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Celebrating Sierra Leone independence

Created on 23/04/2018 @ 08:33
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The Welshpool & Llanfair Light Railway will be staging a new special event on Saturday, celebrating the anniversary of a small West African nation.

Remarkably the Llanfair line has a strong connection with Sierra Leone, today owning a complete train brought to Wales from there in 1975, and on Saturday the line will be running specific stock and mounting displays to celebrate Sierra Leone independence day.

Sierra Leone gained independence on April 27, 1961 after more than 100 years of British rule. To equip the country for independence the British Government carried out infrastructure refurbishment, including significant repairs to the railway which ran 227 miles into the mountainous country.

A full rake of new carriages was ordered from Gloucester Carriage & Wagon Company and delivered to Sierra Leone in 1961. These became known as the 'Independence Coaches'. However, in 1968 a decision to close the Sierra Leone Railway was taken as a result of advice from the World Bank – the railway was gradually phased out, with the final passenger train operating on November 17, 1974.

In 1975, the Welshpool & Llanfair was seeking to increase its passenger fleet and became aware that equipment was being disposed of in Sierra Leone. Following a visit to the capital of Freetown a substantial amount of equipment was purchased form the scrap dealer – as well as four Independence Coaches, the railway bought rail, signalling equipment, and SLR locomotive No 85, built by Hunslet in Leeds in 1954.

Until 2004 it was thought that the Llanfair vehicles were the only Independence Coaches to survive. However, while on military duty in Sierra Leone in 2004, following the end of the ten-year civil war, British Army Colonel Steve Davies rediscovered locomotives and rolling stock that had been saved from scrap and hidden away in the hope that they would one day become part of the national collection. Among this stock were two more Independence Coaches, which are now on display at the National Railway Museum that Col Davies subsequently helped set up in Freetown.

One of the Llanfair coaches was subsequently sold to the South Tynedale Railway for conversion to a buffet car, and another was dismantled for spare parts, but the other two are still in use, having been restored to their original condition – one, a first-class vehicle, is fitted with 16 white leather armchairs. The two Independence coaches in Freetown are unrestored and require significant work to bring them back to their former glory.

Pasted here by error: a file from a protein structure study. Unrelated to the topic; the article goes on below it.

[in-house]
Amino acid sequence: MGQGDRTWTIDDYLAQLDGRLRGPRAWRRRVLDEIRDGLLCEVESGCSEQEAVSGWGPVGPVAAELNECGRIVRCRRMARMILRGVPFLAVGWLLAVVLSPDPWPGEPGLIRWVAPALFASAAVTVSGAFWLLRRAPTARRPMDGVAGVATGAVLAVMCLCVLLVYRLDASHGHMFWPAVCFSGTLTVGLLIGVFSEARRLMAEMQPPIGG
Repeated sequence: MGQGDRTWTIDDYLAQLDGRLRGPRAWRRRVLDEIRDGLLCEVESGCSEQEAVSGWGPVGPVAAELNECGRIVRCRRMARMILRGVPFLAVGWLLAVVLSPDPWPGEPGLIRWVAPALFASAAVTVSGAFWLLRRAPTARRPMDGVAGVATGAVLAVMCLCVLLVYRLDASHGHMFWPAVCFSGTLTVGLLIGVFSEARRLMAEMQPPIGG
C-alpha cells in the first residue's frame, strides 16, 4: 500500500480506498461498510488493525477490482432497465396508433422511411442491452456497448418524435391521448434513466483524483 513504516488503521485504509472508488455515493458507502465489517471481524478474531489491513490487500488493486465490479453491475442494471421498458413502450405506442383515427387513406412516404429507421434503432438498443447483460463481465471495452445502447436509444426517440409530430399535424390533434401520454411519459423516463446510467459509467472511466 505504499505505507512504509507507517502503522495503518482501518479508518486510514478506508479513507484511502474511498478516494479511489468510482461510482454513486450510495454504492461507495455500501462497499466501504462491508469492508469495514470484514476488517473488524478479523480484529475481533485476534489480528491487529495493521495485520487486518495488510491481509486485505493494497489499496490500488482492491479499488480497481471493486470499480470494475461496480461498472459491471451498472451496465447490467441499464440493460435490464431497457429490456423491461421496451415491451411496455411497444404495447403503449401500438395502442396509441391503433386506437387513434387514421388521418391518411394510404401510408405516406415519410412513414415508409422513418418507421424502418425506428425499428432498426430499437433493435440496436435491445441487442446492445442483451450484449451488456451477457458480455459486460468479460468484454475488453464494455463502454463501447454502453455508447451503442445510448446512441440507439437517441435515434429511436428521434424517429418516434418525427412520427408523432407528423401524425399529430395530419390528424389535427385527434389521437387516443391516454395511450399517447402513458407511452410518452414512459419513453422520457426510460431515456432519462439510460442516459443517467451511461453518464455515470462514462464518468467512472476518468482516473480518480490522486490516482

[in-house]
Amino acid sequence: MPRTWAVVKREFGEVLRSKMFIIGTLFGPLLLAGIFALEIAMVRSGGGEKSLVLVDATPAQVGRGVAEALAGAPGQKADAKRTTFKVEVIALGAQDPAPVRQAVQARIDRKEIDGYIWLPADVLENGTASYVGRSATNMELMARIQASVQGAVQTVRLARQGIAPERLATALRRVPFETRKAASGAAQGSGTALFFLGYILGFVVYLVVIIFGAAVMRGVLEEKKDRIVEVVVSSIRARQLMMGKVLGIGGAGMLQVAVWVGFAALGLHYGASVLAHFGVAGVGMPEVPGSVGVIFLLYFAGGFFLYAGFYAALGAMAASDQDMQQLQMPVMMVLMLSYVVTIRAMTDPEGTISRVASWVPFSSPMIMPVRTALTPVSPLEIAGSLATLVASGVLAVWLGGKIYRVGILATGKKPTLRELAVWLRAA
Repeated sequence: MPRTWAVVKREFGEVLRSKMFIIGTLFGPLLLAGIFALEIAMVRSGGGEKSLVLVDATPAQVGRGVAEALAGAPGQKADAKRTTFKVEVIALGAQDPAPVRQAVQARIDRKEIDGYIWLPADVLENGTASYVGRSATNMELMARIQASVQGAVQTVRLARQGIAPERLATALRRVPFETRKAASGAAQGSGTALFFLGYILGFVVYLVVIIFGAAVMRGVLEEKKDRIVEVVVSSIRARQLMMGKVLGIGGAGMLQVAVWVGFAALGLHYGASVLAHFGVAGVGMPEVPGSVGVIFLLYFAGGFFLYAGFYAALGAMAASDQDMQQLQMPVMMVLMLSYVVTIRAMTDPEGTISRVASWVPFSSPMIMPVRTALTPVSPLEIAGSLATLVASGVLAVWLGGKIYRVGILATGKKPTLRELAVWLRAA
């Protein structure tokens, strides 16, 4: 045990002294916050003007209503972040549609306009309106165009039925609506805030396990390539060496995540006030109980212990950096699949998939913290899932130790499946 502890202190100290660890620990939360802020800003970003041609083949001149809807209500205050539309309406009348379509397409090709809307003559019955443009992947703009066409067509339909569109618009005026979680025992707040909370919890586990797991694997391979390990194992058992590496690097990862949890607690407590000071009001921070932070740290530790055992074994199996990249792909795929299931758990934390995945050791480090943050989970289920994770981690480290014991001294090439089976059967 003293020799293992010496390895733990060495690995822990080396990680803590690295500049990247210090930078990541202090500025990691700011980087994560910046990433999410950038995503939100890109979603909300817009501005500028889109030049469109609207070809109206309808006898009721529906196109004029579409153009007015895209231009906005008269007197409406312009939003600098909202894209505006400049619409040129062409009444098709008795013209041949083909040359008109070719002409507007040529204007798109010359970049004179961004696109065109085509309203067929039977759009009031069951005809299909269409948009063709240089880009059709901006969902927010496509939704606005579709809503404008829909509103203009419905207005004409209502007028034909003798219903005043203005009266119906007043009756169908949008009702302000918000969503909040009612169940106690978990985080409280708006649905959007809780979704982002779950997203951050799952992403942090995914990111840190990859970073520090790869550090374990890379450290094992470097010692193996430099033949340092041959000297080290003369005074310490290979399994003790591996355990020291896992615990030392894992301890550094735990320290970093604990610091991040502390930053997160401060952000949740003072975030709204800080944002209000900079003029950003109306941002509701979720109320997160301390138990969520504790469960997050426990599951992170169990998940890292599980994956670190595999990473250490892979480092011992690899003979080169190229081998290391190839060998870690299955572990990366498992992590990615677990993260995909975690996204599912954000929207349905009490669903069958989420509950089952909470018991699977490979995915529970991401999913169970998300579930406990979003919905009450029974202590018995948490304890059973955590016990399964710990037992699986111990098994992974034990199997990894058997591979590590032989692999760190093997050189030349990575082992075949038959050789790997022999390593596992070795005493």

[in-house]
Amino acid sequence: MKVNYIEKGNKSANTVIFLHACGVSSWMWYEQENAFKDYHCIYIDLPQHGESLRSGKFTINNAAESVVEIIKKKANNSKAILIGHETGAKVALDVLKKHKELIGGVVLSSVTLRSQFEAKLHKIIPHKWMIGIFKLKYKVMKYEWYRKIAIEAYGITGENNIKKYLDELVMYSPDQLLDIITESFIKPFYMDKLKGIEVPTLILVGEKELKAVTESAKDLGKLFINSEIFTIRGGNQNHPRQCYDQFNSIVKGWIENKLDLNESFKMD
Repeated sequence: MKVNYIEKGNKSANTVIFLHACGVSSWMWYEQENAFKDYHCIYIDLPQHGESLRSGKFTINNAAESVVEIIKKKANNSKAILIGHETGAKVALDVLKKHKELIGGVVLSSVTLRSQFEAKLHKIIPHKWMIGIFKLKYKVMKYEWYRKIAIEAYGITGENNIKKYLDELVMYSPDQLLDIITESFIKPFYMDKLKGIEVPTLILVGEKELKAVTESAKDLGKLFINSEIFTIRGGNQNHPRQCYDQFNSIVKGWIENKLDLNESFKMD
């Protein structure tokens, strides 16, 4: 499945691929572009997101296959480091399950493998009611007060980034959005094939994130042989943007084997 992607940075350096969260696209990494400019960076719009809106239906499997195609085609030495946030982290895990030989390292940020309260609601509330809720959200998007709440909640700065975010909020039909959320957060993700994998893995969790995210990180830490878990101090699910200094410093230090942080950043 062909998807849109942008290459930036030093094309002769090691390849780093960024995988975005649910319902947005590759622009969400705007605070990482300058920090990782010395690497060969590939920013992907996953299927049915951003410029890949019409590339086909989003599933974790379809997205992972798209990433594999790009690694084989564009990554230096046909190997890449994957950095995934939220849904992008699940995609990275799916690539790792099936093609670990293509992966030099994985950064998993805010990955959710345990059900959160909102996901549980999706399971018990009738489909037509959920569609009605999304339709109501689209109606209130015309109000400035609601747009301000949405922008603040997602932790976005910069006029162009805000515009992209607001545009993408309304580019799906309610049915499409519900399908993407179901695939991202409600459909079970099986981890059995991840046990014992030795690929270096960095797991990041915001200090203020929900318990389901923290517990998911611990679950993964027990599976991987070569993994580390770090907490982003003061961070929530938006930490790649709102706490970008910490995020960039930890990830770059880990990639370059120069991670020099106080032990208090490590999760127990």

So on Saturday, the Welshpool & Llanfair will celebrate Sierra Leone independence, in partnership with the UK-based Friends of Sierra Leone National Railway Museum, who actively support progress at the museum. The third-class coach will be operating as part of the passenger trains, whilst the elegant first-class carriage will be available to visit at Welshpool Station.

Locomotive No 85 has been out of service since 2010 in need of significant boiler work, but went on a national tour in 2017 – promoting both the Welshpool & Llanfair and Sierra Leone, the tour was supported by the Heritage Lottery Fund. This loco will be on display at Llanfair Caerenion station while it awaits its turn for restoration to service.

The event will also feature displays and activities sharing the fascinating story of Sierra Leone and how the W&LLR came to be part of its history.

“Come and ride in a unique railway carriage and learn more about this special connection,” W&LLR general manager Charles Spencer said. “Regular fares and discounts apply – and the day will provide much of interest to visitors.”

Full information on the railway, including online ticket booking, can be found on the website or by calling 01938 810441.

PICTURE (Andrew Charman/W&LLR): A popular engine at the Welshpool & Llanfair, Hunslet No.85 is currently out of service but will be on display at the Sierra Leone Independence celebration, while the former Government Railway carriages will be an active part of services on the day.

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